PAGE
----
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By Richard Pagliaro | Monday, July 10, 2017

Roger Federer

Moving fluidly, Roger Federer outclassed Grigor Dimitrov, 6-4, 6-2, 6-4, rolling into his record 15th Wimbledon quarterfinal.

Photo credit: Ashley Western/CameraSport

Advancing age and talented young opponents aren’t gaining ground on Roger Federer.

Moving fluidly and serving authoritatively, Federer outclassed Grigor Dimitrov, 6-4, 6-2, 6-4, rolling into his record 15th Wimbledon quarterfinal.

Watch: Nadal Bangs Head Jumping

It is Federer’s record-extending 50th career major quarterfinal.

Federer broke the record for most Wimbledon quarterfinals he previously shared with Hall of Famer Jimmy Connors.

Breezing into the quarterfinals has infused the 35-year-old Swiss with confidence as he became the second oldest man in the Open Era to reach the quarterfinals of The Championships, following 39-year-old Ken Rosewall's run to the 1974 final.

The 18-time Grand Slam champion has not dropped a set in four tournament victories. 

"I feel like I'm rested enough," Federer said. "I've had, you know, not the most toughest matches. I can look at this quarterfinal in a totally relaxed fashion. Physically I'm not fighting anything like last year with my knee. I'm ready to go this afternoon if I have to, which is great, but I don't have to. I think that's a great bonus.

"Then again, the best players are left in the draw. It's going to be a tough one. I'm aware of that. That's why I can't think too far ahead. I think it's going to be a tough finish to this tournament."

Continuing his quest for an unprecedented eighth Wimbledon championship, Federer will face Milos Raonic in a quarterfinal rematch of the 2016 semifinals.

A gritty Raonic withstood a severe test from 10th-seeded Alexander Zverev prevailing 4-6, 7-5, 4-6, 7-5, 6-1, to advance to the quarterfinals for the third time in the last four years.

The 2016 finalist smacked 20 aces and denied 14 of 17 break points in a three hour, 23-minute victory.

Federer has won nine of 12 meetings with the explosive Canadian, but Raonic has claimed their last two matches, including rallying for a 6-3. 6-7 (3), 4-6, 7-5, 6-3 victory in the semifinals last July. 

"I got to bring the intensity, the focus that I've shown throughout this tournament, the mentality on the serve, first and second serve," Federer said of the quarterfinals. "Very few wrong decision making. Understanding what to do at what stage. Then on the return, keep going for it, keep staying aggressive. Positive attitude. I do believe good things can happen."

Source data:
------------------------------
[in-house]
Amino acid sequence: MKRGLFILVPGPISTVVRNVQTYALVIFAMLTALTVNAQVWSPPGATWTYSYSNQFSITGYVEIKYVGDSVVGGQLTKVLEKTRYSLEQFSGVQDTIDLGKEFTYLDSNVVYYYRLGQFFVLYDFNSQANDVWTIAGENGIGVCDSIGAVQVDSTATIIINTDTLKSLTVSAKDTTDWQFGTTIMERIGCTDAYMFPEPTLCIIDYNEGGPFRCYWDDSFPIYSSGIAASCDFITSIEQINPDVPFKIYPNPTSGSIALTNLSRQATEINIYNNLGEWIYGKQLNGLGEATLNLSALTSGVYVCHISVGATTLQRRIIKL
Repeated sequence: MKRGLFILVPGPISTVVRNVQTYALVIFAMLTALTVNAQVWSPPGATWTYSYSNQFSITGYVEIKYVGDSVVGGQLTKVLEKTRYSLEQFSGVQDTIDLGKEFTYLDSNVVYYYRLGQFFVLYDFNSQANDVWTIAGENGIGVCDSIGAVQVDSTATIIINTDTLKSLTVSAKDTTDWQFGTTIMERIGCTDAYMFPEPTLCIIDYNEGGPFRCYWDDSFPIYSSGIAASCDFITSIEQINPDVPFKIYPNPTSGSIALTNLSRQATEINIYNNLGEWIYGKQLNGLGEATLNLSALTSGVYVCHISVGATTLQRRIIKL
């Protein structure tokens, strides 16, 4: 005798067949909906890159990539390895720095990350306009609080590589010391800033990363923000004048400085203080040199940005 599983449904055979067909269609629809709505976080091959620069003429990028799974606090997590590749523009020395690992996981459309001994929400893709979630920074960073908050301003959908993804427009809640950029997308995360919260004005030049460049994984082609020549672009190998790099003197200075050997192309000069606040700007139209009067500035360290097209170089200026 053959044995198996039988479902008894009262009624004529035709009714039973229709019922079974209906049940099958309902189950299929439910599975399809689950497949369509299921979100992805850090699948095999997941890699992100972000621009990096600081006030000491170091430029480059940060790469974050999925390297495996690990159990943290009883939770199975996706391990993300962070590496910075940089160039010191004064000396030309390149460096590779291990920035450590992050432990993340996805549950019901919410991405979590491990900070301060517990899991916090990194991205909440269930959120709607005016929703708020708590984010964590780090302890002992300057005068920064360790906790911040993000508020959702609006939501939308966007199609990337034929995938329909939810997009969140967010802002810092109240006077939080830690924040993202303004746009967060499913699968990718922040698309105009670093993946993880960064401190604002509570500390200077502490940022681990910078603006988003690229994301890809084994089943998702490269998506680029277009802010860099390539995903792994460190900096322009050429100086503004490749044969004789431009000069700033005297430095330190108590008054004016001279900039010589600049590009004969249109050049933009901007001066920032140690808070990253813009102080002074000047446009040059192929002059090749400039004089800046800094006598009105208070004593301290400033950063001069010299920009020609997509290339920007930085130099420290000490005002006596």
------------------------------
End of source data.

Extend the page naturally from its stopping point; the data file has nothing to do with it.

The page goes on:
The Federer-Dimitrov encounter pitted two former Wimbledon boys’ champions: Federer won the 1998 junior title and Dimitrov rule as boys’ champion a decade later.

The gifted Dimitrov grew up looking up to Federer, but has struggled to stay in step with his former hero as Federer has won all six of their match, sweeping 14 of the 16 sets they’ve played against each other.

The 13th-seeded Bulgarian has the tools—outstanding athleticism and speed, explosiveness and the ability to play all-court tennis—that made him a 2014 Wimbledon semifinalist.

However, Federer does everything better, is a far more accurate ball striker, hits on balance more frequently and is a more polished player.

The serve was the key stroke. Federer served 69 percent, hit eight aces against no double faults, won 17 of 23 points played on his second serve and dropped serve just once all afternoon.

In contrast, Dimitrov offset seven aces with seven double faults and sometimes tightened under break-point pressure as Federer converted five of 10 break points.

Three consecutive forehand errors from Dimitrov gave the Swiss the first break and a 5-4 lead in the opener.

Federer fired an ace to serve out the opening set at love.

"Today nothing was going my way, absolutely nothing," Dimitrov said. "I mean, shame. I really felt I was on a good path. I felt I think physically very strong. Didn't waste that much energy the previous matches.

"But yeah, I guess I need to accept this like this. I need to move on now, yeah, just start preparing for whatever's ahead of me."

Ripping open the match, Federer soared on a five-game run building a two-set lead.

Dimitrov flashed a backhand down the line to save break point, but misfired on a forehand down the opposite sideline as Federer broke for the second time in a row for 5-4.

When an off-balance Dimitrov pushed a forehand beyond the baseline, Federer wrapped up a clinical conquest in 98 minutes.


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